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A new scooter every 90 seconds. India’s EV revolution has begun

Electric two-wheelers are seen here on display at the Hero Electric Vehicles headquarters in Gurgaon, India, in 2021.
Anindito Mukherjee/Bloomberg/Getty Images
Electric two-wheelers are seen here on display at the Hero Electric Vehicles headquarters in Gurgaon, India, in 2021.

By Michelle Toh, Kunal Sehgal and Ivan Watson, CNN

Hosur, India (CNN) — At a startup factory in Hosur, a southern Indian city not far from Bangalore, the assembly line is buzzing with lightning-fast activity.

Here, workers in black uniforms churn out a brand-new electric scooter every 90 seconds, while executives review the company’s skyrocketing sales.

“Two-wheelers are going electric crazy fast,” says Tarun Mehta.

Mehta is the 33-year-old CEO of Ather Energy, an electric scooter manufacturer that has enjoyed a recent explosion of demand.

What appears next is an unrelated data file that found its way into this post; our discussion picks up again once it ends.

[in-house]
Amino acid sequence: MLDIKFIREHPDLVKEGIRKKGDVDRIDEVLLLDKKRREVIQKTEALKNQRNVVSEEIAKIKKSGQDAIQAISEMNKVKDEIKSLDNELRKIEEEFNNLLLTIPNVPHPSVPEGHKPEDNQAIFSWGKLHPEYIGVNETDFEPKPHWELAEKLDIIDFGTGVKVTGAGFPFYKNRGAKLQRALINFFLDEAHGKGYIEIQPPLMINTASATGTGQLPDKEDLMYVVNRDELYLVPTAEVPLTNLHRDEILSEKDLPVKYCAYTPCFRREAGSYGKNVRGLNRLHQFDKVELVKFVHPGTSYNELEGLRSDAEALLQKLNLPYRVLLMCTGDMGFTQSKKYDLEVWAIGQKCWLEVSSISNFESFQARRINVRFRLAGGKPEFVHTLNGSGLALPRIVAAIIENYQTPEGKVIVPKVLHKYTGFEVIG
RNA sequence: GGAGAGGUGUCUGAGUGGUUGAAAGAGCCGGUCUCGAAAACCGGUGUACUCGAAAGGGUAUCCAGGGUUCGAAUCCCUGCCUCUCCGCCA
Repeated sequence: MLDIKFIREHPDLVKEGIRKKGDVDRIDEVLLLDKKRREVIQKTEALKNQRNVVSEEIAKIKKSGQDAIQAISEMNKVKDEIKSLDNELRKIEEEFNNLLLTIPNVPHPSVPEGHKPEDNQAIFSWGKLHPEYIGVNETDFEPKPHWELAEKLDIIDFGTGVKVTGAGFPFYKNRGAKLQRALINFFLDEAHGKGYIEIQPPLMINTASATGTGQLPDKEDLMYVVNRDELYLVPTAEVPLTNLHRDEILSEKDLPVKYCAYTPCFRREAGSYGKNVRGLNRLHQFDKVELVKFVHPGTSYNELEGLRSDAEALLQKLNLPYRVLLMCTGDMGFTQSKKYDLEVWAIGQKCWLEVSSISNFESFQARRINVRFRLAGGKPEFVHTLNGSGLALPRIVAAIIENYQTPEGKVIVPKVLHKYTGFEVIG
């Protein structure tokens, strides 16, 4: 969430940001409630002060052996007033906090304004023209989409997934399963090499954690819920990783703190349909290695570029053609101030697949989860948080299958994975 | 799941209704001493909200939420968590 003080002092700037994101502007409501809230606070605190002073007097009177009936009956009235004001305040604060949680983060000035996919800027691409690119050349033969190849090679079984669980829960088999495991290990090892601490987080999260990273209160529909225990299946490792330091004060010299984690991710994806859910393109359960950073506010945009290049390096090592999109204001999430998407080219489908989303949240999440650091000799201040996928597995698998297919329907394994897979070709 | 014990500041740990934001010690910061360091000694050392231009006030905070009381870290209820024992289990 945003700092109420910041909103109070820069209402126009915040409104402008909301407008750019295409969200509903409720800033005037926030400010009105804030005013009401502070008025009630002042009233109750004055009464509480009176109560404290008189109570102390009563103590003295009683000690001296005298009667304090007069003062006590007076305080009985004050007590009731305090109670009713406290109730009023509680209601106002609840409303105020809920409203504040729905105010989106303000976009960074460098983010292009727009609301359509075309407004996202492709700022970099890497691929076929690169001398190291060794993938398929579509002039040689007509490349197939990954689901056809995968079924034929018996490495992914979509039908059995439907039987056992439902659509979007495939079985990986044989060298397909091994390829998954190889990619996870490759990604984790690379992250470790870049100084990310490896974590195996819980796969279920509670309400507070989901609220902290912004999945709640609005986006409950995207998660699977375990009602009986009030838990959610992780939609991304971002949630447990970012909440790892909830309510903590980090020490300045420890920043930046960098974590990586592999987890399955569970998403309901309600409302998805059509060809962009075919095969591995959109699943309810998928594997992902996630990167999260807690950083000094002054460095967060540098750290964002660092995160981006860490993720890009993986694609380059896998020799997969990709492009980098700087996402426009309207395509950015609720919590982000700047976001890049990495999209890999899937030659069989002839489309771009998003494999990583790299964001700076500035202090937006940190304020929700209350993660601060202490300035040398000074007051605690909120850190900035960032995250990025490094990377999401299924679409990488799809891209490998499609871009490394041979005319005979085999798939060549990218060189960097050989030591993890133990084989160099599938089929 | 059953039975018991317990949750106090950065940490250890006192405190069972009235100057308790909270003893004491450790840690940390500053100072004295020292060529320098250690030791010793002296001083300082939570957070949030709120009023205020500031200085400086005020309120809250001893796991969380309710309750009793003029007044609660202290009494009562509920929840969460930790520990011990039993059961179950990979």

Three years ago, the company sold about 200 units a month, he said. Now, it easily clears about 15,000 units monthly.

“Revenues are skyrocketing,” Mehta told CNN.

This is what India looks like as it electrifies its vast personal vehicle market, which is projected to become a $100 billion industry by 2030. In the world’s most populous country, two and three-wheelers are the main focus, outnumbering other means of transport, such as cars, by about four times.

Walking down a street in New Delhi or Bangalore is proof enough. Electric mopeds that sell for as little as $1,000 now zip along many congested roads. They’re touted by environmentalists and the government as a way to clear some of the toxic smog that often chokes metropolises across the country.

Registrations for such vehicles have shot up more than 10 times nationwide in the last three years. In the Indian capital, many colorful rickshaws, once powered by human pedaling, now run on batteries as they shuffle passengers across town.